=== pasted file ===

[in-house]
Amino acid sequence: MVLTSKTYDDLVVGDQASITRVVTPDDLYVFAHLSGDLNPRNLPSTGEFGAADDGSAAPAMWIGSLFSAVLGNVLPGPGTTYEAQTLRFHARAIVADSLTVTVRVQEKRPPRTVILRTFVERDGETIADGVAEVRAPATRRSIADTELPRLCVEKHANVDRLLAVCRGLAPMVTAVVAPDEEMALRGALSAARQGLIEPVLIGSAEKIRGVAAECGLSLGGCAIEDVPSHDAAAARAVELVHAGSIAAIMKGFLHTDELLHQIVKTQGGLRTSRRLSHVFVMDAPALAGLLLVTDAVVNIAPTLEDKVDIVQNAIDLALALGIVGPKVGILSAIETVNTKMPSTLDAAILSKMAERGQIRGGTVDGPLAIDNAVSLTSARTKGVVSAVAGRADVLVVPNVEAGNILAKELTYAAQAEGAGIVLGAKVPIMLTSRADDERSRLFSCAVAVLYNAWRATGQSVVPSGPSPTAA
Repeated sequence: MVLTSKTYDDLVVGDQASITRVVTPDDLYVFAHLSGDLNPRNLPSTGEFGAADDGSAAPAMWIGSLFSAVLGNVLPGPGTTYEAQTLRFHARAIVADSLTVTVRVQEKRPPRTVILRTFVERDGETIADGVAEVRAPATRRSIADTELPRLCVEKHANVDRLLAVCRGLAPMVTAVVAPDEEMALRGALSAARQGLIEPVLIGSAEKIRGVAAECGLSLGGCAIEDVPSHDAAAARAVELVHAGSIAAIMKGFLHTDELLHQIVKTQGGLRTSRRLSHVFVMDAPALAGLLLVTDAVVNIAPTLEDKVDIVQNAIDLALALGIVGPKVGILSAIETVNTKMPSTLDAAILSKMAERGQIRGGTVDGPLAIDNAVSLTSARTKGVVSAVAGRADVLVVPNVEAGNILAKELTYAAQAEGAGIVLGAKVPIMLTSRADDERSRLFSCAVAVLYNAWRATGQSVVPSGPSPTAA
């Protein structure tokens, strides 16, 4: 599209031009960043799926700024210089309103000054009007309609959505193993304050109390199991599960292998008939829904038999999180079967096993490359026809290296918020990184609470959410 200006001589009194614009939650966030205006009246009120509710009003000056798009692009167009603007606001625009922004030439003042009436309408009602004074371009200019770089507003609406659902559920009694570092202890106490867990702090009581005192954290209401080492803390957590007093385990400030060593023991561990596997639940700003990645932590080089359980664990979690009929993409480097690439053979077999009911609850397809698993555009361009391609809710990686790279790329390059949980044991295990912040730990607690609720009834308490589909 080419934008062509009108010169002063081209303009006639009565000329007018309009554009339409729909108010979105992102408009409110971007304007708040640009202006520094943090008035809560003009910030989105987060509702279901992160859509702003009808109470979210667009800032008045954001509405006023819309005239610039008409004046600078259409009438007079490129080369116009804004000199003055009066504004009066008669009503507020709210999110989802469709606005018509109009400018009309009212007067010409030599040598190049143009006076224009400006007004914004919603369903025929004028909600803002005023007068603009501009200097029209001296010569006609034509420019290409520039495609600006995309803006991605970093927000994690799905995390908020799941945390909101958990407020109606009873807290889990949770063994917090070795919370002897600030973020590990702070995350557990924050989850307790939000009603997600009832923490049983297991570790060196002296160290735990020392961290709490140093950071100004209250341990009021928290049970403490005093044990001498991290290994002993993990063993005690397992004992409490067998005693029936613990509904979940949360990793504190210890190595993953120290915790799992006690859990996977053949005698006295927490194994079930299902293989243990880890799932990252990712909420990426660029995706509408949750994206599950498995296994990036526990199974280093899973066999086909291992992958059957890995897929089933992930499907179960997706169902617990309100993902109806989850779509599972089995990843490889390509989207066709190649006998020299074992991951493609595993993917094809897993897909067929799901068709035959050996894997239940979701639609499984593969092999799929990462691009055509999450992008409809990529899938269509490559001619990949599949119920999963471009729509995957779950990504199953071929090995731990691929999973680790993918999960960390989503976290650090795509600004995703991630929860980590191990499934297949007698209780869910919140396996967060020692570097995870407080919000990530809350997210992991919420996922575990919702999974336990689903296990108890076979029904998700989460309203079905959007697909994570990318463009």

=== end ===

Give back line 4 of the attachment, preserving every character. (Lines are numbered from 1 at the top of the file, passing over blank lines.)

């Protein structure tokens, strides 16, 4: 599209031009960043799926700024210089309103000054009007309609959505193993304050109390199991599960292998008939829904038999999180079967096993490359026809290296918020990184609470959410 200006001589009194614009939650966030205006009246009120509710009003000056798009692009167009603007606001625009922004030439003042009436309408009602004074371009200019770089507003609406659902559920009694570092202890106490867990702090009581005192954290209401080492803390957590007093385990400030060593023991561990596997639940700003990645932590080089359980664990979690009929993409480097690439053979077999009911609850397809698993555009361009391609809710990686790279790329390059949980044991295990912040730990607690609720009834308490589909 080419934008062509009108010169002063081209303009006639009565000329007018309009554009339409729909108010979105992102408009409110971007304007708040640009202006520094943090008035809560003009910030989105987060509702279901992160859509702003009808109470979210667009800032008045954001509405006023819309005239610039008409004046600078259409009438007079490129080369116009804004000199003055009066504004009066008669009503507020709210999110989802469709606005018509109009400018009309009212007067010409030599040598190049143009006076224009400006007004914004919603369903025929004028909600803002005023007068603009501009200097029209001296010569006609034509420019290409520039495609600006995309803006991605970093927000994690799905995390908020799941945390909101958990407020109606009873807290889990949770063994917090070795919370002897600030973020590990702070995350557990924050989850307790939000009603997600009832923490049983297991570790060196002296160290735990020392961290709490140093950071100004209250341990009021928290049970403490005093044990001498991290290994002993993990063993005690397992004992409490067998005693029936613990509904979940949360990793504190210890190595993953120290915790799992006690859990996977053949005698006295927490194994079930299902293989243990880890799932990252990712909420990426660029995706509408949750994206599950498995296994990036526990199974280093899973066999086909291992992958059957890995897929089933992930499907179960997706169902617990309100993902109806989850779509599972089995990843490889390509989207066709190649006998020299074992991951493609595993993917094809897993897909067929799901068709035959050996894997239940979701639609499984593969092999799929990462691009055509999450992008409809990529899938269509490559001619990949599949119920999963471009729509995957779950990504199953071929090995731990691929999973680790993918999960960390989503976290650090795509600004995703991630929860980590191990499934297949007698209780869910919140396996967060020692570097995870407080919000990530809350997210992991919420996922575990919702999974336990689903296990108890076979029904998700989460309203079905959007697909994570990318463009």